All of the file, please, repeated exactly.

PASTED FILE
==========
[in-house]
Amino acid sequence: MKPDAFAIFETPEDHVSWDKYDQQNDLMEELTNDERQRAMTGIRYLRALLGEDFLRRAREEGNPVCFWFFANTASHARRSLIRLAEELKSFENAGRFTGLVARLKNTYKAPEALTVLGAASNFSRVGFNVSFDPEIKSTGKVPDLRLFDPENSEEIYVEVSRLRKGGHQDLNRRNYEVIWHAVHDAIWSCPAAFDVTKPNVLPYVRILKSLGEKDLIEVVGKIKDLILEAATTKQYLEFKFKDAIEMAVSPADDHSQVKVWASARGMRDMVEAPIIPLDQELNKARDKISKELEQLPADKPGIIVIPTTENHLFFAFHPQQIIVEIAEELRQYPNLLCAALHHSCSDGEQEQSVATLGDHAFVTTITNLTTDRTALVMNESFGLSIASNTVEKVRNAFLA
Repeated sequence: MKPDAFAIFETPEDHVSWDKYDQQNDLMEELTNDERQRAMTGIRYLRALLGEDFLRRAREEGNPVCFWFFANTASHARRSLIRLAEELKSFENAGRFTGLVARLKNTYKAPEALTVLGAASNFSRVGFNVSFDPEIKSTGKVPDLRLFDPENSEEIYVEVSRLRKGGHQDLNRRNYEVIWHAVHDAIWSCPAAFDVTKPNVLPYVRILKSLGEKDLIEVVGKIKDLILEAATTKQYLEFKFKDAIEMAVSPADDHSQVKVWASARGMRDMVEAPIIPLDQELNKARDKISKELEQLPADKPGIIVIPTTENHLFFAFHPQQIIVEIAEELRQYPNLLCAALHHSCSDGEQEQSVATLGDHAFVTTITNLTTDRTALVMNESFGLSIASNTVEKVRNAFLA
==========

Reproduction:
[in-house]
Amino acid sequence: MKPDAFAIFETPEDHVSWDKYDQQNDLMEELTNDERQRAMTGIRYLRALLGEDFLRRAREEGNPVCFWFFANTASHARRSLIRLAEELKSFENAGRFTGLVARLKNTYKAPEALTVLGAASNFSRVGFNVSFDPEIKSTGKVPDLRLFDPENSEEIYVEVSRLRKGGHQDLNRRNYEVIWHAVHDAIWSCPAAFDVTKPNVLPYVRILKSLGEKDLIEVVGKIKDLILEAATTKQYLEFKFKDAIEMAVSPADDHSQVKVWASARGMRDMVEAPIIPLDQELNKARDKISKELEQLPADKPGIIVIPTTENHLFFAFHPQQIIVEIAEELRQYPNLLCAALHHSCSDGEQEQSVATLGDHAFVTTITNLTTDRTALVMNESFGLSIASNTVEKVRNAFLA
Repeated sequence: MKPDAFAIFETPEDHVSWDKYDQQNDLMEELTNDERQRAMTGIRYLRALLGEDFLRRAREEGNPVCFWFFANTASHARRSLIRLAEELKSFENAGRFTGLVARLKNTYKAPEALTVLGAASNFSRVGFNVSFDPEIKSTGKVPDLRLFDPENSEEIYVEVSRLRKGGHQDLNRRNYEVIWHAVHDAIWSCPAAFDVTKPNVLPYVRILKSLGEKDLIEVVGKIKDLILEAATTKQYLEFKFKDAIEMAVSPADDHSQVKVWASARGMRDMVEAPIIPLDQELNKARDKISKELEQLPADKPGIIVIPTTENHLFFAFHPQQIIVEIAEELRQYPNLLCAALHHSCSDGEQEQSVATLGDHAFVTTITNLTTDRTALVMNESFGLSIASNTVEKVRNAFLA